UBC Theses and Dissertations
Studies investigating evolutionary transitions in plant reproduction Jordan, Crispin Yves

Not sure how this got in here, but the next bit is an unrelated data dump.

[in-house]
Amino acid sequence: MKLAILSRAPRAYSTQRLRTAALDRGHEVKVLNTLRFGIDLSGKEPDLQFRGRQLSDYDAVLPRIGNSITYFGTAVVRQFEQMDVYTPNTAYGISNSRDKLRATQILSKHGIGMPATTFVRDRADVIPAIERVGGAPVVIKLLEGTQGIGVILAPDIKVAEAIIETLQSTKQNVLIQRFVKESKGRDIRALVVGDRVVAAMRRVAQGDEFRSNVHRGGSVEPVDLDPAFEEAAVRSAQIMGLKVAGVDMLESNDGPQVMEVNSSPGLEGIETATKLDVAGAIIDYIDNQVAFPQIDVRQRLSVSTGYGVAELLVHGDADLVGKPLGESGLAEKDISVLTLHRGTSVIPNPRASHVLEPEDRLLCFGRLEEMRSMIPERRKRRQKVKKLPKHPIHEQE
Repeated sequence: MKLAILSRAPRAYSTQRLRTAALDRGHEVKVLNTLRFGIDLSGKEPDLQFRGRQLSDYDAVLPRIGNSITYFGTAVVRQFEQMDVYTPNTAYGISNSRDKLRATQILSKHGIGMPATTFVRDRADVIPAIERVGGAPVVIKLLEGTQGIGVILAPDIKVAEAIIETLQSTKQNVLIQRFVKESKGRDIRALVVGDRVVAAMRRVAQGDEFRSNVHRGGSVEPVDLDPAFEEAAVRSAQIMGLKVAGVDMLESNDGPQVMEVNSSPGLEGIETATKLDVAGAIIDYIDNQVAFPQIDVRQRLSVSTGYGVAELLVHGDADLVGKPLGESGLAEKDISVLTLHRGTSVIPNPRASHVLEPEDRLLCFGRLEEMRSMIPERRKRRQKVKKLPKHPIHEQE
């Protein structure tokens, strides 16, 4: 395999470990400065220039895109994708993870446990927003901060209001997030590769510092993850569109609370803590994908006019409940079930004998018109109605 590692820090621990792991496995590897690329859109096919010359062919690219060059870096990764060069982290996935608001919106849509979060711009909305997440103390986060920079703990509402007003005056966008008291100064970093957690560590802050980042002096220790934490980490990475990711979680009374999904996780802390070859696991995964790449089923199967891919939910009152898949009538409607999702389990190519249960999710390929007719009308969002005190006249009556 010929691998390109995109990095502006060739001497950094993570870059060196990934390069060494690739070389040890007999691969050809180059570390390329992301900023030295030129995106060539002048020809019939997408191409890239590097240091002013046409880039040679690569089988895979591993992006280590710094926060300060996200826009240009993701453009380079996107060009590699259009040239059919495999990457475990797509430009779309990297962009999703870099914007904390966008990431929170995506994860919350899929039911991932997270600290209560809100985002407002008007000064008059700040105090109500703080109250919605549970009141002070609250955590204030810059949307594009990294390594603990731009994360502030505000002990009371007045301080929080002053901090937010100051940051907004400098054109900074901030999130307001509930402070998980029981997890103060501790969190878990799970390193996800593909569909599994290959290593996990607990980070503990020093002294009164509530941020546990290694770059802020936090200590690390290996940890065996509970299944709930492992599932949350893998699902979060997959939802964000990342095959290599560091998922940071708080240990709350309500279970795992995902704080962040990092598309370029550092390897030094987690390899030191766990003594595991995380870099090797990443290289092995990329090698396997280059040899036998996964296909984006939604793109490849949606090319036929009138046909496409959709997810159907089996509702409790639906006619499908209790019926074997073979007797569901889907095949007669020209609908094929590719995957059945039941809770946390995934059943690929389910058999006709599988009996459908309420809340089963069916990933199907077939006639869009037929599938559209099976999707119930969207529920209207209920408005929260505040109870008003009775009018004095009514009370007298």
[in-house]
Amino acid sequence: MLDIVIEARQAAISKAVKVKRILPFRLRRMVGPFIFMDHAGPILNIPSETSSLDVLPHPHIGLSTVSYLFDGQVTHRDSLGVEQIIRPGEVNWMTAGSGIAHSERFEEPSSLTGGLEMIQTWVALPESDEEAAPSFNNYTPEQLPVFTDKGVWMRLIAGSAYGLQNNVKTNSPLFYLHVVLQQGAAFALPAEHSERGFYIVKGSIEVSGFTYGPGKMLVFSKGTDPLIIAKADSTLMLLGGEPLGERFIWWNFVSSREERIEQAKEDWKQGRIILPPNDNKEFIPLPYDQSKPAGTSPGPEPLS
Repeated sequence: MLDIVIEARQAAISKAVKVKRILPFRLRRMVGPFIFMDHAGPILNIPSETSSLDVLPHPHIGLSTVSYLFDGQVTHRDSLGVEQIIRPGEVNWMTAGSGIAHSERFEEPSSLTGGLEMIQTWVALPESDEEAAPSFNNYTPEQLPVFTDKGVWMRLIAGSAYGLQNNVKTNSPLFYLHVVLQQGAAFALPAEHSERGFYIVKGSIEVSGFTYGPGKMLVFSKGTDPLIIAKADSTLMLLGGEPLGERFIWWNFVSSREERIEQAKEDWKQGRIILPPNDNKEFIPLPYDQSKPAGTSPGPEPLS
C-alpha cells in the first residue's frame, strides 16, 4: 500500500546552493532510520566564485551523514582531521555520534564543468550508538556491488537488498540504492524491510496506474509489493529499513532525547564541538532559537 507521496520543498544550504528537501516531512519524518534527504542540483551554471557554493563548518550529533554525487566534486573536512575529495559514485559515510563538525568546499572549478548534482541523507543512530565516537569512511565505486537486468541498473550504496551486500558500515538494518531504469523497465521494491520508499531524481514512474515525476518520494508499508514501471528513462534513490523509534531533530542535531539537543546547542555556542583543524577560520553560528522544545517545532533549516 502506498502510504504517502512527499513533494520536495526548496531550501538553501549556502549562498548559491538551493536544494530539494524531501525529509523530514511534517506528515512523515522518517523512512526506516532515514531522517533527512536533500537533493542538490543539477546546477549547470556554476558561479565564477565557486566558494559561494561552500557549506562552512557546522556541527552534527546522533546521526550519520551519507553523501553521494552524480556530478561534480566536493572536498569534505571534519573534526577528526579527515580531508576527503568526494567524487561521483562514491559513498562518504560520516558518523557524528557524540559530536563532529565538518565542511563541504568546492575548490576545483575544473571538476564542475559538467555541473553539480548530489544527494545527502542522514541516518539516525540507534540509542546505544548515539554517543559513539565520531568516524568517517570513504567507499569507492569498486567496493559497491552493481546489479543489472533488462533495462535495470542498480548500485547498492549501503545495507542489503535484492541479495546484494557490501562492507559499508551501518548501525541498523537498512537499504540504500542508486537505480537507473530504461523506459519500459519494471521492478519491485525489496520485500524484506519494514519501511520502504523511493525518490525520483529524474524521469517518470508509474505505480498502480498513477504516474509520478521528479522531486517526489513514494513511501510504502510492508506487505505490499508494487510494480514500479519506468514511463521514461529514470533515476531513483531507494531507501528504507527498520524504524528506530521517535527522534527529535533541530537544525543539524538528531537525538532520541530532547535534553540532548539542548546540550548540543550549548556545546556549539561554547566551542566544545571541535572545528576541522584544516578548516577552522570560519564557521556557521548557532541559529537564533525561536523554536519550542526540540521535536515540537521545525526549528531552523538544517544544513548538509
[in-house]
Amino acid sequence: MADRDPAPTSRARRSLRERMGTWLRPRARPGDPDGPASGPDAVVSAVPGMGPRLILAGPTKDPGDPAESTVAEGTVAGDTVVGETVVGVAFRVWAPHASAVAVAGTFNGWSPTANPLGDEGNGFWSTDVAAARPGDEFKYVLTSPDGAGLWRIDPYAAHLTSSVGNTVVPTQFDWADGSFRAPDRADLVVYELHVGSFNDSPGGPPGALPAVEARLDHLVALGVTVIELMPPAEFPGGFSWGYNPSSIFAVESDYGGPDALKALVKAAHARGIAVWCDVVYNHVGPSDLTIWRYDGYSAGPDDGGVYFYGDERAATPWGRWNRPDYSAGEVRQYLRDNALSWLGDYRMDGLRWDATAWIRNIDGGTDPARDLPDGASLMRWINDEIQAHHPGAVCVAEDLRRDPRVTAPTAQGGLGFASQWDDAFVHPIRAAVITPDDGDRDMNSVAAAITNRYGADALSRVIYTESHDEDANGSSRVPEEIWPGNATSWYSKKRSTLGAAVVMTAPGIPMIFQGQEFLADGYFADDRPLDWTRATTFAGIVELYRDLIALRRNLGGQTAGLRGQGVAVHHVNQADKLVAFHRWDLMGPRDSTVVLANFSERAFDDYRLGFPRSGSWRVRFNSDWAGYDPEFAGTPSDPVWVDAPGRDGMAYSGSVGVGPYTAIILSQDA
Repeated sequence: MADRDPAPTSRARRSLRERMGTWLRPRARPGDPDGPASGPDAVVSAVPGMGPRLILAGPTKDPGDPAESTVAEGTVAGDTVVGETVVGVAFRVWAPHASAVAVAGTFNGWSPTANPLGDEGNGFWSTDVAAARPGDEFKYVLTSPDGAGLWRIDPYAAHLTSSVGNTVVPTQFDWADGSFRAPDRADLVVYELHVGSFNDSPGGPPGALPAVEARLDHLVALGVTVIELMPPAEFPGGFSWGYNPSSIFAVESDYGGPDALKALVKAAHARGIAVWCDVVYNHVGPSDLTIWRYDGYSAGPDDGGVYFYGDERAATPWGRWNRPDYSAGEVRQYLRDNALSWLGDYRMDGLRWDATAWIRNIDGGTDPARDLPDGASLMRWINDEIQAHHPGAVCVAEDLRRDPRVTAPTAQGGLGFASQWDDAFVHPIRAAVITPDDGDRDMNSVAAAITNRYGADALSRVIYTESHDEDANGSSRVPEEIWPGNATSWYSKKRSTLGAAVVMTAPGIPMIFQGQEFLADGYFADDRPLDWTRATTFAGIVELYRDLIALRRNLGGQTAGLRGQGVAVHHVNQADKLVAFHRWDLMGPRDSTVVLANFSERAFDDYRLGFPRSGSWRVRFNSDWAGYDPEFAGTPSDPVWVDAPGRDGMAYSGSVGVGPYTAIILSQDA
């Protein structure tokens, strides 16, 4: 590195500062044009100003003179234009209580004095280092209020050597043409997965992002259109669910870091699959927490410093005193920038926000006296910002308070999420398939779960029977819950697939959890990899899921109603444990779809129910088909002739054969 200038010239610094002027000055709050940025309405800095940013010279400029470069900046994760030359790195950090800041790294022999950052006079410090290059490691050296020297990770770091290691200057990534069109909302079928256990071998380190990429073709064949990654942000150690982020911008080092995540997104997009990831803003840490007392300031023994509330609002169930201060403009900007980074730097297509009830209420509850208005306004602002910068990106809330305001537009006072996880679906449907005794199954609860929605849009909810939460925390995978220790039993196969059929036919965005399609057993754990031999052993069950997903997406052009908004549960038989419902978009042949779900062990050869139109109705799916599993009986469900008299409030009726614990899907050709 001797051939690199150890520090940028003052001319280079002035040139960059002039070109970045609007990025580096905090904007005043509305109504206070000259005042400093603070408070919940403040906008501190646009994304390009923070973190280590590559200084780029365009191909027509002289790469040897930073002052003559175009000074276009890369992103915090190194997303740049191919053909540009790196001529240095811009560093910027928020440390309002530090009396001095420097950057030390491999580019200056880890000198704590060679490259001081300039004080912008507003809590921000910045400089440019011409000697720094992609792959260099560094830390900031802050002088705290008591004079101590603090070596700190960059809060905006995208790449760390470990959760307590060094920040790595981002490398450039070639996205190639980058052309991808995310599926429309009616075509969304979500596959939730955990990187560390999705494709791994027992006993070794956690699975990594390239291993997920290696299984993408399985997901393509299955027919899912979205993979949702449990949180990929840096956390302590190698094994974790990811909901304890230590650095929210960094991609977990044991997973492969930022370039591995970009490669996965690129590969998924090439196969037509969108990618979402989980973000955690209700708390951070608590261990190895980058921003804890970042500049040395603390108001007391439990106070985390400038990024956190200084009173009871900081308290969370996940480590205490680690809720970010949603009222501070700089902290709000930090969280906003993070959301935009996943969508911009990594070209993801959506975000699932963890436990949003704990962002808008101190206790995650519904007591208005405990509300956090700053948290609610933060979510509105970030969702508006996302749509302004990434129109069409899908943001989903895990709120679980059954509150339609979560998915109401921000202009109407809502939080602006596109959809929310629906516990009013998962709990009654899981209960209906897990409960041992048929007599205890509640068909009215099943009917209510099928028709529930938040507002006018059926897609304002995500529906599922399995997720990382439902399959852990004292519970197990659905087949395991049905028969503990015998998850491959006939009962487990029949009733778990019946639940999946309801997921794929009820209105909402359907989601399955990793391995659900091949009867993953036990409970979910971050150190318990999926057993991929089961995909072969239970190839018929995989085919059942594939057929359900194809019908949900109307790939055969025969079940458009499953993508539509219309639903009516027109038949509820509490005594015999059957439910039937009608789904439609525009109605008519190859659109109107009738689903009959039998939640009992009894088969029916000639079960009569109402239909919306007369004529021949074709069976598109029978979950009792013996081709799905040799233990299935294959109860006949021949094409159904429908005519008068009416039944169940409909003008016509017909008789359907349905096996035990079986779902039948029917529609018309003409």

In this thesis I explore several topics related to the evolution of plant reproductive characters. First, I consider mating system evolution at a single locus that simultaneously affects multiple fitness components, including pollen export, selfing rate, and viability (i.e., survival or a similar change in male and female function). I use two approaches. First, I assume frequency-independent mating, so the model characterizes prior selfing (Chapter 2). Second, I assume that selfing rates are determined by a "mass action" process, which characterizes several additional modes of selfing (Chapter 3). For both approaches, pleiotropy between increased viability and selfing rate reduces opportunities for the evolution of pure outcrossing, can favor complete selfing despite high inbreeding depression, and notably, can cause the evolution of mixed mating despite very high inbreeding depression. These results suggest that selection by non-pollinating agents may help explain mixed mating, particularly in species with very high inbreeding depression. Second, I analyze the potential for different genome regions to harbor intra-locus sexually-antagonistic polymorphism. Such polymorphism, involving one allele that benefits fitness in males but decreases fitness in females, and a second allele with opposite effects, is believed to influence the evolution of sexual dimorphism and sex chromosome evolution; both have evolved repeatedly among plant lineages, so understanding the potential for sexually-antagonistic variation informs the evolution of dioecy. Numerical analyses confirm the previous major conclusion that sexually-antagonistic polymorphisms are generally maintained in a larger region of parameter space if the locus is in the pseudo-autosomal region than if it is autosomal. Finally, I consider the effect of two stressors on time to flowering to address hypotheses regarding the evolution of flowering time in heterogeneous environments. A greenhouse experiment using Mimulus guttatus revealed that low water and herbivory had opposite effects on time to flowering, although these effects were weak. These stressors had stronger influences on plant height and the number of flowers produced. These data, combined with previously published results, suggest that a stressor's effect on non-phenological traits may influence the evolution of flowering time through mechanisms not considered by previously published theoretical studies.
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